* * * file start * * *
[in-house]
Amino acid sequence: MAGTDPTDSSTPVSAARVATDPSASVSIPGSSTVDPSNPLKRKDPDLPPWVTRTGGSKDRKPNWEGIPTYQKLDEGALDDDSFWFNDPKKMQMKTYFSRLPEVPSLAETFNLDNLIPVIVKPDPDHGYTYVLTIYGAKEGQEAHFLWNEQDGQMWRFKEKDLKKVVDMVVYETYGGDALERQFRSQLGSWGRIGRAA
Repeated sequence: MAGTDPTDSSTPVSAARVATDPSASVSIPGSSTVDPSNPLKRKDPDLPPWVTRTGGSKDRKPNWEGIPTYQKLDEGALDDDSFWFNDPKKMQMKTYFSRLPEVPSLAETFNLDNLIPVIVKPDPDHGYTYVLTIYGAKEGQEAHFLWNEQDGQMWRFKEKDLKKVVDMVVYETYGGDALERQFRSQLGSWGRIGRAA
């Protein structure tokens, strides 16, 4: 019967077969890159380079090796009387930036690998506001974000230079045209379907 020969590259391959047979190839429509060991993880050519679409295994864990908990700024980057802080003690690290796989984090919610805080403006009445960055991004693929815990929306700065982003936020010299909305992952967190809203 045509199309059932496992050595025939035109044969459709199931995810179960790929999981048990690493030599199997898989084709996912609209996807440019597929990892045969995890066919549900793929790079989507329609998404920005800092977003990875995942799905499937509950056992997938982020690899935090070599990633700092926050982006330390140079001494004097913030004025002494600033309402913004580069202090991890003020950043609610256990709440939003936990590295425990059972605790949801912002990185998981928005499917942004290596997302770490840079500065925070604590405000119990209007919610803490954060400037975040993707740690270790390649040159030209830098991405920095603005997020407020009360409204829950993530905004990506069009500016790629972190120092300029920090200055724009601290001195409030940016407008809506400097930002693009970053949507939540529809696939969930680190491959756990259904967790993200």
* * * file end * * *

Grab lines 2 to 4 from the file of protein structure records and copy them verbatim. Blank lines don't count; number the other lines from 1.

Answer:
Amino acid sequence: MAGTDPTDSSTPVSAARVATDPSASVSIPGSSTVDPSNPLKRKDPDLPPWVTRTGGSKDRKPNWEGIPTYQKLDEGALDDDSFWFNDPKKMQMKTYFSRLPEVPSLAETFNLDNLIPVIVKPDPDHGYTYVLTIYGAKEGQEAHFLWNEQDGQMWRFKEKDLKKVVDMVVYETYGGDALERQFRSQLGSWGRIGRAA
Repeated sequence: MAGTDPTDSSTPVSAARVATDPSASVSIPGSSTVDPSNPLKRKDPDLPPWVTRTGGSKDRKPNWEGIPTYQKLDEGALDDDSFWFNDPKKMQMKTYFSRLPEVPSLAETFNLDNLIPVIVKPDPDHGYTYVLTIYGAKEGQEAHFLWNEQDGQMWRFKEKDLKKVVDMVVYETYGGDALERQFRSQLGSWGRIGRAA
């Protein structure tokens, strides 16, 4: 019967077969890159380079090796009387930036690998506001974000230079045209379907 020969590259391959047979190839429509060991993880050519679409295994864990908990700024980057802080003690690290796989984090919610805080403006009445960055991004693929815990929306700065982003936020010299909305992952967190809203 045509199309059932496992050595025939035109044969459709199931995810179960790929999981048990690493030599199997898989084709996912609209996807440019597929990892045969995890066919549900793929790079989507329609998404920005800092977003990875995942799905499937509950056992997938982020690899935090070599990633700092926050982006330390140079001494004097913030004025002494600033309402913004580069202090991890003020950043609610256990709440939003936990590295425990059972605790949801912002990185998981928005499917942004290596997302770490840079500065925070604590405000119990209007919610803490954060400037975040993707740690270790390649040159030209830098991405920095603005997020407020009360409204829950993530905004990506069009500016790629972190120092300029920090200055724009601290001195409030940016407008809506400097930002693009970053949507939540529809696939969930680190491959756990259904967790993200």